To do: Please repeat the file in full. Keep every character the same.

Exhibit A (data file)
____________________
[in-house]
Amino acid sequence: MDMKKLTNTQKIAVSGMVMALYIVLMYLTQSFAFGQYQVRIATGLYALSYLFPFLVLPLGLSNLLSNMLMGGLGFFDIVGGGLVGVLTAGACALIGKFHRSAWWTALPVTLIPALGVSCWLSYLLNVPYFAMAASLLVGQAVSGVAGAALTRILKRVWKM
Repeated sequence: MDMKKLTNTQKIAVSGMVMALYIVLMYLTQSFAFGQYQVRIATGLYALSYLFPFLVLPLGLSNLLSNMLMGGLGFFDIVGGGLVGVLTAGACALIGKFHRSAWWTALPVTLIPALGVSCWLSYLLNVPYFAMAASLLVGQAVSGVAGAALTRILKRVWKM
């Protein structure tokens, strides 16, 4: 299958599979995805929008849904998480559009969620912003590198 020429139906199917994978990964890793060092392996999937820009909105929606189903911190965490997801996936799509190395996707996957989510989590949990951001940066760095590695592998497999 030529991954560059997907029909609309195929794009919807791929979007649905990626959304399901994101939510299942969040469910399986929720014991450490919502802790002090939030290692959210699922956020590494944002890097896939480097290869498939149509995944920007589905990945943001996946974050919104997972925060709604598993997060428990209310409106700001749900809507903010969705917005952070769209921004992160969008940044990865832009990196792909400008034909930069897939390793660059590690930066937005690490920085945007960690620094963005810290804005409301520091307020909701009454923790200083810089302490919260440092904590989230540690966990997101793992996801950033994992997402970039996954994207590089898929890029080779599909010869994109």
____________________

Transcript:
[in-house]
Amino acid sequence: MDMKKLTNTQKIAVSGMVMALYIVLMYLTQSFAFGQYQVRIATGLYALSYLFPFLVLPLGLSNLLSNMLMGGLGFFDIVGGGLVGVLTAGACALIGKFHRSAWWTALPVTLIPALGVSCWLSYLLNVPYFAMAASLLVGQAVSGVAGAALTRILKRVWKM
Repeated sequence: MDMKKLTNTQKIAVSGMVMALYIVLMYLTQSFAFGQYQVRIATGLYALSYLFPFLVLPLGLSNLLSNMLMGGLGFFDIVGGGLVGVLTAGACALIGKFHRSAWWTALPVTLIPALGVSCWLSYLLNVPYFAMAASLLVGQAVSGVAGAALTRILKRVWKM
């Protein structure tokens, strides 16, 4: 299958599979995805929008849904998480559009969620912003590198 020429139906199917994978990964890793060092392996999937820009909105929606189903911190965490997801996936799509190395996707996957989510989590949990951001940066760095590695592998497999 030529991954560059997907029909609309195929794009919807791929979007649905990626959304399901994101939510299942969040469910399986929720014991450490919502802790002090939030290692959210699922956020590494944002890097896939480097290869498939149509995944920007589905990945943001996946974050919104997972925060709604598993997060428990209310409106700001749900809507903010969705917005952070769209921004992160969008940044990865832009990196792909400008034909930069897939390793660059590690930066937005690490920085945007960690620094963005810290804005409301520091307020909701009454923790200083810089302490919260440092904590989230540690966990997101793992996801950033994992997402970039996954994207590089898929890029080779599909010869994109």